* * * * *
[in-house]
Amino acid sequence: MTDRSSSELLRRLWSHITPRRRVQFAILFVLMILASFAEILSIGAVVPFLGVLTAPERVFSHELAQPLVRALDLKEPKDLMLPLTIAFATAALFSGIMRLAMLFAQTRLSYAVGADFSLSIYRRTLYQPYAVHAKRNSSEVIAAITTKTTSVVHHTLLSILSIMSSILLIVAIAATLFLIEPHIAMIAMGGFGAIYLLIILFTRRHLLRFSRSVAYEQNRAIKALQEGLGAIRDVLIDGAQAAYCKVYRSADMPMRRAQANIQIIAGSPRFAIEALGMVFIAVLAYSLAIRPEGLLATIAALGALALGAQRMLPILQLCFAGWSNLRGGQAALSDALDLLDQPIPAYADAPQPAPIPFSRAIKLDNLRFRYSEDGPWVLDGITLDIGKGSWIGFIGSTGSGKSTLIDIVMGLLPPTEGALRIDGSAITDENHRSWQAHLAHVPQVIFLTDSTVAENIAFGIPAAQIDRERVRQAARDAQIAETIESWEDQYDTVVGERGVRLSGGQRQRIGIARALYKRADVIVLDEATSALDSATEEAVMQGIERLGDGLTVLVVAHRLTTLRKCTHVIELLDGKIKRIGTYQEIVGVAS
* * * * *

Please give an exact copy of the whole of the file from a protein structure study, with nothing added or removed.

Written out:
[in-house]
Amino acid sequence: MTDRSSSELLRRLWSHITPRRRVQFAILFVLMILASFAEILSIGAVVPFLGVLTAPERVFSHELAQPLVRALDLKEPKDLMLPLTIAFATAALFSGIMRLAMLFAQTRLSYAVGADFSLSIYRRTLYQPYAVHAKRNSSEVIAAITTKTTSVVHHTLLSILSIMSSILLIVAIAATLFLIEPHIAMIAMGGFGAIYLLIILFTRRHLLRFSRSVAYEQNRAIKALQEGLGAIRDVLIDGAQAAYCKVYRSADMPMRRAQANIQIIAGSPRFAIEALGMVFIAVLAYSLAIRPEGLLATIAALGALALGAQRMLPILQLCFAGWSNLRGGQAALSDALDLLDQPIPAYADAPQPAPIPFSRAIKLDNLRFRYSEDGPWVLDGITLDIGKGSWIGFIGSTGSGKSTLIDIVMGLLPPTEGALRIDGSAITDENHRSWQAHLAHVPQVIFLTDSTVAENIAFGIPAAQIDRERVRQAARDAQIAETIESWEDQYDTVVGERGVRLSGGQRQRIGIARALYKRADVIVLDEATSALDSATEEAVMQGIERLGDGLTVLVVAHRLTTLRKCTHVIELLDGKIKRIGTYQEIVGVAS